“At the same time, I don’t think the West will give in, so it’s a very difficult challenge now.”

He warned the world was “two or three steps” away from the unthinkable – nuclear war.

Professor Joe Siracus of Curtin University in Australia also warned that the world is just a “nanosecond” away from a full-blown nuclear crisis.

He suggested that Vlad might see one of his options as attacking western weapons before they arrive in Ukraine.

“We’re very, very close,” the professor warned.

He continued, “The probability of war … between Putin and Biden is about 10 percent if they have their own capability.

“The chance of an accidental war is about 90 percent right now because there are no guard rails anywhere and theater commanders can do whatever they want.”

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Russian state television was awash with talk of nuclear war – while Putin’s mouthpiece anchors constantly raised the possibility throughout the conflict, even suggesting that London be destroyed with nuclear weapons.

Putin – who is reportedly becoming increasingly unpredictable over his health concerns – has the world’s largest nuclear arsenal within reach.

And he gave a rambling speech last Friday as Russia annexed four regions in eastern Ukraine, in which he moaned constantly and incoherently about the West.

Moscow has red lines in its doctrine on when to use nuclear weapons – but they are softer than those in the West.

Putin likes to take up arms when he sees an “existential threat” to Russia.

Russia is said to have about 2,000 nuclear weapons in its arsenal in the form of small missiles, torpedoes and artillery shells.

Putin’s commanders thought they could roll over Ukraine in a matter of days – but the war has been raging for eight months now.

Russian troops thought they would be greeted with cheers and waving flags, but instead they were met with Kalashnikovs and Molotov cocktails.

The war has turned into a slow and brutal morass – one that has caused the Russians to change tactics, moving from attempts at surgical strikes to brutal, indiscriminate attacks on civilians.

With more defeats on the horizon, a seemingly hopeless mass mobilization, and a resurgent Ukraine charging toward its new “territory,” fears are growing that the war could escalate again.

Both the US and Russia are believed to have invested significant time and money in developing smaller battlefield-grade nuclear weapons.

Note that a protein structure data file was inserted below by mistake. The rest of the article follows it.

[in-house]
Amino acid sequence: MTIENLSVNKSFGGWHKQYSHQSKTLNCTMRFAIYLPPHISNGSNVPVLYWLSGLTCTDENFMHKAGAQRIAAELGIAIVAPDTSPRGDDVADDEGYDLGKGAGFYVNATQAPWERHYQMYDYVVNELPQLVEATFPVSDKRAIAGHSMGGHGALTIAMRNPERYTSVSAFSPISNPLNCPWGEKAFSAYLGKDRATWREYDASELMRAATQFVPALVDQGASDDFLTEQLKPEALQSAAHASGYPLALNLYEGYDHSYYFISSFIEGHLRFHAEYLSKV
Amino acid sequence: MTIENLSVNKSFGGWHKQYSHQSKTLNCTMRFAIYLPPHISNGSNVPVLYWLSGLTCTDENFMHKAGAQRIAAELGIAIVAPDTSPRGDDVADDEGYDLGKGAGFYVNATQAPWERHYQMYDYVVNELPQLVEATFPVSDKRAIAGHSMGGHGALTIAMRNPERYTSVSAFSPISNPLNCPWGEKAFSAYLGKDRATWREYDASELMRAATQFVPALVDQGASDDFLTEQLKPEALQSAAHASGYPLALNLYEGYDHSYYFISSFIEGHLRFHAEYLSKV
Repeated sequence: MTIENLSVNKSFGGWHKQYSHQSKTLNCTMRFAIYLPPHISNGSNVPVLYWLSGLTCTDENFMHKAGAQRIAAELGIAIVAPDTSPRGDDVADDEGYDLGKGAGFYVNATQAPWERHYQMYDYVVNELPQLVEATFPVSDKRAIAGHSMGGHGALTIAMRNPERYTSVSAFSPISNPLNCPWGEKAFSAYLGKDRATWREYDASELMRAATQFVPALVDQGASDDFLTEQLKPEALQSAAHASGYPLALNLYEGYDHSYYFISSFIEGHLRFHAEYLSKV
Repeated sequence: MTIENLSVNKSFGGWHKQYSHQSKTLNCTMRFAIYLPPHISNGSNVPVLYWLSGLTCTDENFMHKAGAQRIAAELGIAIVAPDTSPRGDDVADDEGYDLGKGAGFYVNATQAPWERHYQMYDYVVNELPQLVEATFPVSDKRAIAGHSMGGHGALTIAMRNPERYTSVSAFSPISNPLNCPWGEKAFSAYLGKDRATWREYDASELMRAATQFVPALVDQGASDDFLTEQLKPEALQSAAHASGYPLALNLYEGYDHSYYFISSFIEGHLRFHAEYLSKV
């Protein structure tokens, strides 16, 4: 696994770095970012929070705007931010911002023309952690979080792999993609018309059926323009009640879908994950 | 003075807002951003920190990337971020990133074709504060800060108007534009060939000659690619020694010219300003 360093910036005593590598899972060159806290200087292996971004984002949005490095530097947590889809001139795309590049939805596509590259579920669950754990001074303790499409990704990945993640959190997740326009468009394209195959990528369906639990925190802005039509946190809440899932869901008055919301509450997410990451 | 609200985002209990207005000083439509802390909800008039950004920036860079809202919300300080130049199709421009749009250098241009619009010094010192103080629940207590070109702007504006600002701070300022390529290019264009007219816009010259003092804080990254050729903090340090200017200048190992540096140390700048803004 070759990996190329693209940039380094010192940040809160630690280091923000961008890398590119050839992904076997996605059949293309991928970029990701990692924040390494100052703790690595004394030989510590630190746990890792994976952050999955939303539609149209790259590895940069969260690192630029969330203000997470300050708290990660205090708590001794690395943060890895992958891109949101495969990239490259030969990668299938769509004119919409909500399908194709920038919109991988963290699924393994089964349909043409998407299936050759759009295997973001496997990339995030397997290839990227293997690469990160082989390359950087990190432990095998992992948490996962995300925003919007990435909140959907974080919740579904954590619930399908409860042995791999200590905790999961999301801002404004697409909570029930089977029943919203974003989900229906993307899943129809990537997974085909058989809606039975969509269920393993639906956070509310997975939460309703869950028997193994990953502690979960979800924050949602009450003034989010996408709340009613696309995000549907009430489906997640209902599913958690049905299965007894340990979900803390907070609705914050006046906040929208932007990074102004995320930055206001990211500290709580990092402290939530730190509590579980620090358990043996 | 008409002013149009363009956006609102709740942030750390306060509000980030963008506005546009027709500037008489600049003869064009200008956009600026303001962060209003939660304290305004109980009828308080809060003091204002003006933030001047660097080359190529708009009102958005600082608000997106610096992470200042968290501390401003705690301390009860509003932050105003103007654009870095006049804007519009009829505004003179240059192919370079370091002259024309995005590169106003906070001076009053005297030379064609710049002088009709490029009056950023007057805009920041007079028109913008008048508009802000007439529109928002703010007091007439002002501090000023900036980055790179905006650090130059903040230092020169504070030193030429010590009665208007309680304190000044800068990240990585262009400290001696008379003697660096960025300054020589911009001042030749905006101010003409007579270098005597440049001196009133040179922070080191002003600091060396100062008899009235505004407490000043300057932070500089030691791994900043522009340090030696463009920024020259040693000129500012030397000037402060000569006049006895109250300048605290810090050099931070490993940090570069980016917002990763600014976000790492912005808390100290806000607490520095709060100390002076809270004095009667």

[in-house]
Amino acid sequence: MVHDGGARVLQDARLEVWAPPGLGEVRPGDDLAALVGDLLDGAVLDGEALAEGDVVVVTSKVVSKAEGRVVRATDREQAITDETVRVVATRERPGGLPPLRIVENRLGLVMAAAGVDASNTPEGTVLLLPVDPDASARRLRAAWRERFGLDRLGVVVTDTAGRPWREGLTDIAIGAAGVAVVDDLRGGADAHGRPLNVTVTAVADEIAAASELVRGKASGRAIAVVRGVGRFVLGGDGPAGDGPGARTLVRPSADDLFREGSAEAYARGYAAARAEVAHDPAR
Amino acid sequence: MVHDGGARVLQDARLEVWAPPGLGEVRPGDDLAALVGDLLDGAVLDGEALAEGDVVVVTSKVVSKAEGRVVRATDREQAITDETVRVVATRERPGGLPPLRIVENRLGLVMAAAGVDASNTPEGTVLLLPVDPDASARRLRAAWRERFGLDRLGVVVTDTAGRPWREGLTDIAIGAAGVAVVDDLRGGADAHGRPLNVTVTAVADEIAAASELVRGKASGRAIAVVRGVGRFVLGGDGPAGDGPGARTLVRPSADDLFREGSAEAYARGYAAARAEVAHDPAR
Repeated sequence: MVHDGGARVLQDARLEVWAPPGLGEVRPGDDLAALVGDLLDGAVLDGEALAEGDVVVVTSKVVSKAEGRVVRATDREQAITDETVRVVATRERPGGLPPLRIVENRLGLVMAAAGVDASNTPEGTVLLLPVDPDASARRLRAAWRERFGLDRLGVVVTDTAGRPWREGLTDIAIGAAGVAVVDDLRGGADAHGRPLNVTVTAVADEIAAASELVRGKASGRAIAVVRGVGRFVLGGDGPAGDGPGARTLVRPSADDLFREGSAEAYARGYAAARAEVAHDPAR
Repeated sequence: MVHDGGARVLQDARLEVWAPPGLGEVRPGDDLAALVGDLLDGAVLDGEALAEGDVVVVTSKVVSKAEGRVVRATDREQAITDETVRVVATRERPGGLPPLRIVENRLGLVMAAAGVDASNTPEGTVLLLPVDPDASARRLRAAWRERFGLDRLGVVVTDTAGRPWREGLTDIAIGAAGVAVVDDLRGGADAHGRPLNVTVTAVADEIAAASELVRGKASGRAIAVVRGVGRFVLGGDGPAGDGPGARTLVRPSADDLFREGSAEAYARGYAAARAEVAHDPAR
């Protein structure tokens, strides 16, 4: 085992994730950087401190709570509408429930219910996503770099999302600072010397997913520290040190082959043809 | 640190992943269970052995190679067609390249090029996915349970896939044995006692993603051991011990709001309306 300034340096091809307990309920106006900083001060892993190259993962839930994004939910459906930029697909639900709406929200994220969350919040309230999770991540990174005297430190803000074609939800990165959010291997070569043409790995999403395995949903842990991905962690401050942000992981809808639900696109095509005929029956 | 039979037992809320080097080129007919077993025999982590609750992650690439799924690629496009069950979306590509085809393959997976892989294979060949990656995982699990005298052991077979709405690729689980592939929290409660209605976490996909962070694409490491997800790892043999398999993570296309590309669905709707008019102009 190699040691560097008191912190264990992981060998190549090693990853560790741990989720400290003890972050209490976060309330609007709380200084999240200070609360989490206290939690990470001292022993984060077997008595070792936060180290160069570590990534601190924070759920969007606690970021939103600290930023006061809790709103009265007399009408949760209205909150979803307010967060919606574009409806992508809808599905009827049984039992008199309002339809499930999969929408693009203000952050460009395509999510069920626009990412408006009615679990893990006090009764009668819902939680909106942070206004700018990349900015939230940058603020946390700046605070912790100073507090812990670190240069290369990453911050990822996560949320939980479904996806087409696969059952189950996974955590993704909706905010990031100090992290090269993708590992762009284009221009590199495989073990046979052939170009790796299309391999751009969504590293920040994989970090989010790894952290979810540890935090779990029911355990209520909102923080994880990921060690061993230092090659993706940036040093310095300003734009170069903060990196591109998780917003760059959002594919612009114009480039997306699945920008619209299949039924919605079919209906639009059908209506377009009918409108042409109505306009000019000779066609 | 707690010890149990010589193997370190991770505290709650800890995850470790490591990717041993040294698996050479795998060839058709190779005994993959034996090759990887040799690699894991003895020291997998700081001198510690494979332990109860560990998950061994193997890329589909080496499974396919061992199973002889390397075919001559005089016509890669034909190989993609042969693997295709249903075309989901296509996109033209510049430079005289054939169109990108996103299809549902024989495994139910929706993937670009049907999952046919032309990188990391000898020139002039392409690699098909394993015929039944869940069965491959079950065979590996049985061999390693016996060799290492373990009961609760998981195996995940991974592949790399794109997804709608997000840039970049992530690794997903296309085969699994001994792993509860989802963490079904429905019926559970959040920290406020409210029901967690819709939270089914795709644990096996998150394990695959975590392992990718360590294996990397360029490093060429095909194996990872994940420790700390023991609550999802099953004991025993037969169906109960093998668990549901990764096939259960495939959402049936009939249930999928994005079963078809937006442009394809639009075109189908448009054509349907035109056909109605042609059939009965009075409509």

The weapons lack the truly terrifying destructive power of the greatest weapons of the Cold War era – like the Tsar Bomb.

A single 58-megaton Tsar bomb could wreak havoc in an area 50 miles away, killing millions of people, sending a shock wave that would circle the globe three times, and causing a mushroom cloud visible 500 miles away.

Such a bomb was deemed far too large to ever be used due to the potentially apocalyptic consequences of such a nuclear exchange.

But this mindset has led war planners to develop and possibly use tactical – as opposed to strategic – nuclear weapons.

It is believed that Moscow’s war doctrine is open to the use of nuclear weapons in a conventional conflict as an intimidation tactic – and the use of such a weapon must be sanctioned personally by Putin.

The tactic became known as “escalate to de-escalate”.

Moscow has practiced such strategies in the field before – for example simulating a NATO attack on the Russian enclave of Kaliningrad.

The scenario called for Russian forces to retaliate against the invading West by firing nuclear weapons at Poland and the US.

And these exercises are believed to have taken place in the 1990s and 1990s, using tactical nuclear weapons for both attack and defense.

Russian warships, rocket launchers, fighter jets, and even field artillery pieces can be armed with low-yield nuclear warheads.

NATO has unequivocally warned that if Putin uses a nuclear bomb, the consequences will be “catastrophic” – with the alliance calling the war currently at its most dangerous.

https://www.the-sun.com/news/6361697/putin-nuclear-bomb-ukraine-border/ Putin ‘may test nuclear bomb on Ukrainian border’ after nuclear train used as ‘apocalypse’ torpedo submarine in Arctic

DevanCole